From left, Lane Factor as Cheese, Paulina Alexis as Willie Jack, D'Pharaoh Woon-A-Tai as Bear, and Devery Jacobs as Elora in “Reservation Dogs.”Shane Brown/FX

Another aspect of how racism is portrayed is the ways those it targets experience it. Too often, stories about racism reduce people of color to stereotypes or victims. Their full humanity — including moments of resistance, resilience and joy — gets lost. This is its own form of dehumanization, and further perpetuates racism. The FX show “Reservation Dogs” avoids this pitfall, exemplifying the second criteria of the Copeland test. We see the impact of colonialism and genocide on its Indigeous characters, but also the ways they strive to live fully and love deeply with their families and community. “Black Panther: Wakanda Forever” (2022) also addresses similar themes through its portrayal of the powerful and thriving underwater nation Talokan.

The portrayal of White characters is also important. Many stories about racism limit the roles for White people to be a villain or savior. However, these have never been the only options — on screen or in real life. An alternative is solidarity. White characters collaborate as equals with people of color against racism because of shared interests, values and goals. Zoey Howser, on the “Proud Family: Louder and Prouder” reboot provides a good example of the third criteria of the Copeland test. Zoey stands with her Black and Brown friends to challenge racism, joining them to protest a statue that celebrates the founder of their town, who is revealed to have been a slave owner.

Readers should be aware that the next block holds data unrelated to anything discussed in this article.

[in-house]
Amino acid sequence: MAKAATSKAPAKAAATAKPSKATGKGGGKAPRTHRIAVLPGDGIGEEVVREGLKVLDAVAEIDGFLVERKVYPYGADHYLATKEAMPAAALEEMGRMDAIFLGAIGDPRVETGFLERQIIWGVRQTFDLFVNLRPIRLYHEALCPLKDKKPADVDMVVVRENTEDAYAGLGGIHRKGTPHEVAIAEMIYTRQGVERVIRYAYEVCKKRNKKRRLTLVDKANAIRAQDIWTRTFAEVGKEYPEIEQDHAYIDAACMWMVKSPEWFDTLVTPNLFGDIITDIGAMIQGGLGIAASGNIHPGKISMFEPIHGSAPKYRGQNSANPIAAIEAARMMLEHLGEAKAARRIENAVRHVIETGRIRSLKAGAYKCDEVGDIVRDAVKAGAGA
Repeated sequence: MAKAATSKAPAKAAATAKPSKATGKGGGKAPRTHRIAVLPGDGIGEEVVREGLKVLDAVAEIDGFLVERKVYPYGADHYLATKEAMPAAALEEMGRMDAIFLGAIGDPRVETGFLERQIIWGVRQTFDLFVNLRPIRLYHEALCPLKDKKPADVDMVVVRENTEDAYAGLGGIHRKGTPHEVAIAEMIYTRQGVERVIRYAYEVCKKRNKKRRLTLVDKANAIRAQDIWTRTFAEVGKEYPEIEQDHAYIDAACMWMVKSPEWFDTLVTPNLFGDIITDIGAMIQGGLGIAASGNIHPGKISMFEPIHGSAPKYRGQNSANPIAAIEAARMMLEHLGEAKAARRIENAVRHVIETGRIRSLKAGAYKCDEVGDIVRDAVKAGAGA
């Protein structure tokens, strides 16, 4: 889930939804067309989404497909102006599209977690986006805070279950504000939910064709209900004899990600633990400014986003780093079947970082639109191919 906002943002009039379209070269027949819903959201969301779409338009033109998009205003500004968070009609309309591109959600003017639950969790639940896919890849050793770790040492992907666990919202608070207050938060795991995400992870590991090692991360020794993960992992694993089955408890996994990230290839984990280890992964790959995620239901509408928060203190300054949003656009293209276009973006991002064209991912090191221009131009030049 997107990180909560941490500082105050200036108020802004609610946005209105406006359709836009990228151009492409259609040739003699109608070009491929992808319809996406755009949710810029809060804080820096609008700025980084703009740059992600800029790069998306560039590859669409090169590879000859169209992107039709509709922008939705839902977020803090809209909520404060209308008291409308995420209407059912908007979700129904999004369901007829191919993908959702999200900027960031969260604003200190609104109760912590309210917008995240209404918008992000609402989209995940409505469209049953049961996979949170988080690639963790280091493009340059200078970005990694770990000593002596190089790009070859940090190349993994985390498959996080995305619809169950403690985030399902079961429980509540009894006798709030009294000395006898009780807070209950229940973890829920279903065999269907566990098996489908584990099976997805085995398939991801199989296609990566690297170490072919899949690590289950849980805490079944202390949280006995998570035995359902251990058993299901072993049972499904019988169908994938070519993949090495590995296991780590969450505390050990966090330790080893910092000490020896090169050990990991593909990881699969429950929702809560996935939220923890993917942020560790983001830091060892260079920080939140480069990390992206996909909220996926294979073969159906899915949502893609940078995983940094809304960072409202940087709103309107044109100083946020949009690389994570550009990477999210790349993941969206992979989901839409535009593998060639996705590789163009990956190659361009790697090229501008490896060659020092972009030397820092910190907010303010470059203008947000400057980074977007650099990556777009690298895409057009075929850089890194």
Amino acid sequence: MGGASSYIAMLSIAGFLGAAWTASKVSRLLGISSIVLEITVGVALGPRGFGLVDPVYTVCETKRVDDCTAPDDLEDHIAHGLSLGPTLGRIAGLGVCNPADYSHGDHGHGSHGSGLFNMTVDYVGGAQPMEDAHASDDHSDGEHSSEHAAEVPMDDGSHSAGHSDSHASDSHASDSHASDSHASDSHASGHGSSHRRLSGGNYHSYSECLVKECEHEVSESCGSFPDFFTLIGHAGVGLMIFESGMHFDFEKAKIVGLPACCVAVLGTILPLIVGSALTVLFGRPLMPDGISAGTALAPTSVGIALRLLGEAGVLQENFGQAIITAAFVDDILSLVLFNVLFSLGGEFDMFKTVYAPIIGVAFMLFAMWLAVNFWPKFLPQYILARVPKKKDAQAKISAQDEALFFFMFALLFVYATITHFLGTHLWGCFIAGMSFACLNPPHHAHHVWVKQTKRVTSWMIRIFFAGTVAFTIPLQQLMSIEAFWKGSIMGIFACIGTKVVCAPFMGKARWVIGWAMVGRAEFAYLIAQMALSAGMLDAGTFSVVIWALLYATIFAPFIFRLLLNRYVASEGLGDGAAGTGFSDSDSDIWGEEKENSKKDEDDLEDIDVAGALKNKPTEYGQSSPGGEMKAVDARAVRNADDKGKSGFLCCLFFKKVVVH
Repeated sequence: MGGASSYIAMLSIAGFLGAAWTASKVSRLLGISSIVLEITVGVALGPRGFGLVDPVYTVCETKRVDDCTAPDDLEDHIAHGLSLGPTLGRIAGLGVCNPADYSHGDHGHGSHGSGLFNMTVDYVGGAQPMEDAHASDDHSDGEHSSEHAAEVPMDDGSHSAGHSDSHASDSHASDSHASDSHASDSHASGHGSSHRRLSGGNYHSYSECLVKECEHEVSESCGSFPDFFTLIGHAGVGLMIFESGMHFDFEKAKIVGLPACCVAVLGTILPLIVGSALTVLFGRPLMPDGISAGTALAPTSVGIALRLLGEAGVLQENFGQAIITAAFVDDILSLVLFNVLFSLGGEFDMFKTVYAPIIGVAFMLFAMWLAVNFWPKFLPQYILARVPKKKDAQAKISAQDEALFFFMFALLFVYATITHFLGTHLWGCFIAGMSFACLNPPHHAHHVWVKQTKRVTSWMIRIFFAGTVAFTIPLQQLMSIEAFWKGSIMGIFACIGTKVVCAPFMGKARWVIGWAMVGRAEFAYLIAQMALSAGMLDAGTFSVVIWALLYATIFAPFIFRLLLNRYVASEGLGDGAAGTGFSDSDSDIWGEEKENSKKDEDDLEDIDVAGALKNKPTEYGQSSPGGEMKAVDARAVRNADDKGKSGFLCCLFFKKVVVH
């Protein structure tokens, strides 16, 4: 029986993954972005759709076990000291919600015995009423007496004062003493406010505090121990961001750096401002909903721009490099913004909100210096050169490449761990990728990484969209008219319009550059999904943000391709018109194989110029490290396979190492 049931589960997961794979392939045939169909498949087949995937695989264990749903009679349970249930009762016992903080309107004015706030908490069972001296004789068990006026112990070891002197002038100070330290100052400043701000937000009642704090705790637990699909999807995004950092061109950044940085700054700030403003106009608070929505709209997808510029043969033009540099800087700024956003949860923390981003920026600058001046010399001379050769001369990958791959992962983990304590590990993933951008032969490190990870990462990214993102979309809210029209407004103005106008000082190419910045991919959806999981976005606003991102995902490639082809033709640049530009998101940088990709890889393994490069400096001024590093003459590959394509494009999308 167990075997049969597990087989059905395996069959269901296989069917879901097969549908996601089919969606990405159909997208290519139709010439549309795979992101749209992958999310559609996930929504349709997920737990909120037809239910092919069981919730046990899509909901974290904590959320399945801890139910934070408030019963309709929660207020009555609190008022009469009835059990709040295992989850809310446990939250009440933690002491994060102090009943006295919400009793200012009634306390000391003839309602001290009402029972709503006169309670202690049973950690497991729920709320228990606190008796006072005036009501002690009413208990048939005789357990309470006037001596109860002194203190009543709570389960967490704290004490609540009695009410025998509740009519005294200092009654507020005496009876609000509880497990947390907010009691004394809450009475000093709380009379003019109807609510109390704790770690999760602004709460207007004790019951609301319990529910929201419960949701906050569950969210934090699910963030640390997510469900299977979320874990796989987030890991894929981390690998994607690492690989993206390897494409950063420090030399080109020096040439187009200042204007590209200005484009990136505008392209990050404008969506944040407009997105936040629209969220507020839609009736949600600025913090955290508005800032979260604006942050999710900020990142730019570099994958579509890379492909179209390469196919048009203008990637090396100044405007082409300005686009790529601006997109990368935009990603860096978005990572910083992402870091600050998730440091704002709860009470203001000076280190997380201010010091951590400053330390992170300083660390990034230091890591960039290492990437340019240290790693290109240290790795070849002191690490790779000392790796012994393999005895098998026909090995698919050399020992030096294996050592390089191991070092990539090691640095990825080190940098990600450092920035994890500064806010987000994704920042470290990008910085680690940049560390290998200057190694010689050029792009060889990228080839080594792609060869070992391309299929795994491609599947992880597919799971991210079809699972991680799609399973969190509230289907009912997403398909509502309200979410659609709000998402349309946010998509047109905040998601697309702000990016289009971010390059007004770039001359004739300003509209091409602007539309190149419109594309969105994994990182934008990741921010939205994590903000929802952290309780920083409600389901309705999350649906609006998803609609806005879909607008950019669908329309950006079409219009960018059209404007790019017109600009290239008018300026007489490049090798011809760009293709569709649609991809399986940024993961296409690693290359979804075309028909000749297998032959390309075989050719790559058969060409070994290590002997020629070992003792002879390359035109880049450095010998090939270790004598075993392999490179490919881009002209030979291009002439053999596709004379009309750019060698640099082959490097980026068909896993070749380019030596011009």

A film that fully passes the Copeland test is “Just Mercy” (2019). This film focuses on real-life hero Bryan Stevenson, founder of the Equal Justice Initiative. While blatant racism is portrayed, we also see how racism is systemic through the application of colorblind legal procedures. “Just Mercy” shows people enduring racism in all its ugliness, but we also see moments of humor, kindness and love. Eva Ansley, Bryan Stevenson’s White colleague, is a collaborator rather than a savior, who insists on continuing to work with Stevenson, even after her family is targeted, emphasizing the values they share and the significance of the advocacy they provide.

The film and TV industries have an opportunity and responsibility to use their power to help address racism. A better world requires better stories. It requires antiracist stories.

Dr. Phillipe Copeland is a public scholar and clinical associate professor at Boston University School of Social Work. He is the faculty lead for education and training at the Boston University Center for Antiracist Research and a faculty affiliate at the Boston University Center for Innovation in Social Science.